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How to store your inflatable boat over winter

If your boating season is drawing to an end, you might be wondering about how to best store your fold up inflatable boat, paddleboard or kayak.

The last thing you want, when Spring arrives, is to find rodents have not only nested in your boat or board, but nibbled away at it too. Mice love nesting in boats over Winter and we’ve plenty of stories to suggest rats, squirrels and even rabbits can cause a nuisance too!

Just as annoying can be unfolding your dinghy to find mould and mildew spots over it.

Whether your boat is made of Hypalon, PVC or PU (Polyurethane) these tips are worth considering…

Fix it

If next season kicks off, with great weather earlier than you expect, you will kick yourself when you unfold your dinghy and remember you forgot to fix it… whether it’s a small puncture, or a leaky valve, it’s worth fixing it before you store it.

Some key areas to check are:

  • Valves and valve caps - check the valves are not leaking and replace any damaged caps (they form an integral part of the airtight seal on most valves and prevent dirt, dust and sand getting into the valve mechanism).
    (Check the other “How To” guides if you need further help with valves …)
  • Fully inflate and leave for 24 hours to check for leaks (slow or otherwise) in the main inflation compartments.
  • If you have rowlocks, or other attachments (fins on paddleboards, for example), check they are not damaged and are working properly.
  • Check the transom is in good shape, where appropriate, and that it’s not coming adrift from the tubes. The same applies to the floor too.
  • Replace any worn ropes, loose D-rings and other damaged fittings that will hamper your fun next season.

Our site contains everything you need to complete your repairs and our How to Guides are a great starting point – call or email us if you need any help…

Clean it

Cleaning is a great opportunity to spot any areas of damage which might need some additional attention - just don’t forget to fix them before storing your boat for Winter.

Salt is a corrosive substance so, at the very least, rinse everything down with fresh water before storage – your boat will thank you for it and give many more years of faithful service.

If you have a removable floor, it’s worth removing it for a thorough clean, right into the corners. It’s worth getting all the mud, sand and other debris out from nooks and crevices.

It goes without saying that it’s much nicer to get your boat out next season sparkly clean ready for use, rather than dirty and realising salt has caused havoc on poor quality metal fittings…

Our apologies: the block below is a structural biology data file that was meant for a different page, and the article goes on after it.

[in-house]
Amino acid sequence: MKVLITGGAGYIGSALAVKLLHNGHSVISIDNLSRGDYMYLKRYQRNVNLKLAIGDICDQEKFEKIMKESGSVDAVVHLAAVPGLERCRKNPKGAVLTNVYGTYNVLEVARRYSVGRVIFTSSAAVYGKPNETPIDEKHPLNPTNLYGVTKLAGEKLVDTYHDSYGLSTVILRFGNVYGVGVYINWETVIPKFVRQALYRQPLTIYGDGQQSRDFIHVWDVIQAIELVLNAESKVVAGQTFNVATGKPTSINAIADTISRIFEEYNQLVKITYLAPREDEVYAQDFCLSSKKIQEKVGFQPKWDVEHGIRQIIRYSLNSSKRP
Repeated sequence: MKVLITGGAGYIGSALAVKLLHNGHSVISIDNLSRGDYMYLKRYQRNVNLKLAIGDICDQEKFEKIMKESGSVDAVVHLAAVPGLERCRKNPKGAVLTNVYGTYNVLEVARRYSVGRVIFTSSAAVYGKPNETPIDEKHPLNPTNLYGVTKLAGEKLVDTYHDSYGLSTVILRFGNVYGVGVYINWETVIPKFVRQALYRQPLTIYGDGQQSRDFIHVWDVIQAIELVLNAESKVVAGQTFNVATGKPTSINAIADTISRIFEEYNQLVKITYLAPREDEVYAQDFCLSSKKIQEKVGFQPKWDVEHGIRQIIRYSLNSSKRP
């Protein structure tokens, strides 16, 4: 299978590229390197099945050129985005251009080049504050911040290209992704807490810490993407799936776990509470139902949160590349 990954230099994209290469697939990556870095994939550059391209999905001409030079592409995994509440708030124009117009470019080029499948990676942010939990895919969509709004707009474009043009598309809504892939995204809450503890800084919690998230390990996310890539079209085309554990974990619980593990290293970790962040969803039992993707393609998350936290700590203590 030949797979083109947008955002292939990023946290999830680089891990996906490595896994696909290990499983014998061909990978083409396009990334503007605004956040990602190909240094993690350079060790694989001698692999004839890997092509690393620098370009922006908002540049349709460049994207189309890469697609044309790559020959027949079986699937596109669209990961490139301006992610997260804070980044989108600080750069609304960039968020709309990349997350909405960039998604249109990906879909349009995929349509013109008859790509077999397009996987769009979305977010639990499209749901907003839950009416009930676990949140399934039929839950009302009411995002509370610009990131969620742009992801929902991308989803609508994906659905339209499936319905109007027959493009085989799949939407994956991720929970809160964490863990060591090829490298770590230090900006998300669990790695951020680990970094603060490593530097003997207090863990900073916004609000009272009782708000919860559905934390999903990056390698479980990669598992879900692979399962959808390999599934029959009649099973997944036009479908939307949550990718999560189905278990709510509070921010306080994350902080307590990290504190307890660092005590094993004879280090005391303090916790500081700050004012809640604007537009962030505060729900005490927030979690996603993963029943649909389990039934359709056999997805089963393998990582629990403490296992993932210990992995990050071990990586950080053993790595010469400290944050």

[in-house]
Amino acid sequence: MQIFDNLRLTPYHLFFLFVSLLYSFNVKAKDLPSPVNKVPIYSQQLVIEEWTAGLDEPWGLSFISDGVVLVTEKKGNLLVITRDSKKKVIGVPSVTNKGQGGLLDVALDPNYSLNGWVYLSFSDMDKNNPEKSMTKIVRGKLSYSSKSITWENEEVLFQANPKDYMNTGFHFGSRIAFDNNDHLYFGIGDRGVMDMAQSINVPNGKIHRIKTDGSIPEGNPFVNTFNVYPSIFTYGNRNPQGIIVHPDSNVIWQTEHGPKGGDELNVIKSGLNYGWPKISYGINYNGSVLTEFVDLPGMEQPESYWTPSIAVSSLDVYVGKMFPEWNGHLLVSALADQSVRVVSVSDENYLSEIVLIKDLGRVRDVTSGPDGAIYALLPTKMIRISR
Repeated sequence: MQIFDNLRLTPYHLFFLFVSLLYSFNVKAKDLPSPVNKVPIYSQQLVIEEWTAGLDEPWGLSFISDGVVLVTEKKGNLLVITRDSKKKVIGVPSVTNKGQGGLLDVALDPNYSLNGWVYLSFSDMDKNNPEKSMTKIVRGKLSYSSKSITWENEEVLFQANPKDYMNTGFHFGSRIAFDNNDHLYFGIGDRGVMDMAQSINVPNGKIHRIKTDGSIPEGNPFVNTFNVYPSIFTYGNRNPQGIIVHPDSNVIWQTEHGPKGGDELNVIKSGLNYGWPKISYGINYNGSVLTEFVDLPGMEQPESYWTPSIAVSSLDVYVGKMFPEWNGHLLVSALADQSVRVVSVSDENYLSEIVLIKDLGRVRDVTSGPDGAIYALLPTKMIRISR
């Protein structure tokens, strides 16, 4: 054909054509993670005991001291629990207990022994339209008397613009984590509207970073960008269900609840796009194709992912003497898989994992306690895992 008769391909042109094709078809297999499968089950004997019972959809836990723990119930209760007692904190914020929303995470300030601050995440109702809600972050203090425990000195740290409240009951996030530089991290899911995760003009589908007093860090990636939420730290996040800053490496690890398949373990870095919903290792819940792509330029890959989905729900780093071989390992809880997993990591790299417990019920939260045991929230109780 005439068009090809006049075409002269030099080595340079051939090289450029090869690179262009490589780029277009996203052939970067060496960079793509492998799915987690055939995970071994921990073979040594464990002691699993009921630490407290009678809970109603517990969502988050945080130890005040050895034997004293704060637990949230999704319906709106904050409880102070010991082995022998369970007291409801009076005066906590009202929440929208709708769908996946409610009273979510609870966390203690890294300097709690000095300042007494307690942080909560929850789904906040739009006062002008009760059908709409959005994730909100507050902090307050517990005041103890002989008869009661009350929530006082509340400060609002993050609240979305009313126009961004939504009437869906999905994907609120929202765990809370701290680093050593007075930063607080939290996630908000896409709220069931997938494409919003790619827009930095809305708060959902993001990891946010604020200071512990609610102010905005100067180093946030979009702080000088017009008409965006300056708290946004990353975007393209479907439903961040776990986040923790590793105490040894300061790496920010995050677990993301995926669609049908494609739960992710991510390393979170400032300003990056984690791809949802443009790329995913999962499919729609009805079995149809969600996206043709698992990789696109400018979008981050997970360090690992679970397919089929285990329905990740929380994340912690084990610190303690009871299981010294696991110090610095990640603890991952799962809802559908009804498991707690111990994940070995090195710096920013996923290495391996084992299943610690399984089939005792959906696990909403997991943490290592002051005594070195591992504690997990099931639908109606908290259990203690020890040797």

RIBstore have a wide selection of both own brand and August Race cleaning products, and other cleaning accessories, all available HERE.

Dry it

Now that your boat is clean, the Hypalon, PVC or PU fabric, plus seats, GRP, wood and any other parts all need to be dry prior to storage.

Giving the boat a wipe over with a microfibre is a great way to remove the worst of the moisture, but realistically your inflatable needs to be aired and allowed to dry thoroughly. If you store it with any dampness, mildew and mould will result, defeating all your hard work.

Don’t forget, if you’re leaving your boat or board in the sunshine to dry, let some air out first. We’ve seen pressures double in little over an hour due to the air being heated by the sun. Don’t burst a tube!

Once your boat is fully dried, consider treating the material with a UV protection product such as HypaTec.

Store it

Now that your boat is fixed, cleaned and dried, where are you going to store it? Are you limited on space? Are you able to store the boat inflated off the ground? Does it need to be folded and rolled into a bag tucked away on your sailing yacht or in a shed?

Unless really necessary, we wouldn’t recommend vacuuming all the air out of the tubes. The same would apply to drop stitch construction items such as dinghy floors, some kayaks and inflatable paddle boards. Boats and boards are best stored partially inflated, to reduce pressure on seams – inflated tubes are less like to get nibbled at by rodents too.

We would also recommend ensuring your valve caps are done up to help prevent unwanted things entering the tubes and valve mechanisms.

Ideally, choose a clean and dry location – sheds with a leaky roof, or stowage compartment with a layer of salty river water could quickly undo all your hard-work. Ideal would be choosing somewhere with fewer temperature fluctuations and not storing the boat where temperatures get close to freezing, but that doesn’t have to mean your living room…

If choosing a shed or outbuilding, can you store the dinghy off the ground? If not, do you have a large plastic/metal container – we’ve mentioned before that mice love PVC! (You could even use rodent repellents to deter the little nibblers!)

Inflatable boats seem to be a favourite snack over winter, and whilst some mouse holes are easy to repair, they’re more difficult when right against a seam…or worse, when they’ve nibbled through a bulkhead!

If you have a garage, it might be an option to hang the boat from the rafters to avoid filling the floor space – just ensure it’s well supported and the higher up location doesn’t cause too much of a temperature increase on hotter days.

Air movement is your friend, so avoid leaving the dinghy tightly against a cold (potentially damp) wall.

Your storage area may not be optimal, but hopefully this guide gives you some pointers to think about and help have your inflatable in the best possible condition for next season.


As always, if you need any help or advice, contact us at and we’ll be happy to help.

View & Download a PDF Version of this Guide How To Store your Inflatable Boat Over Winter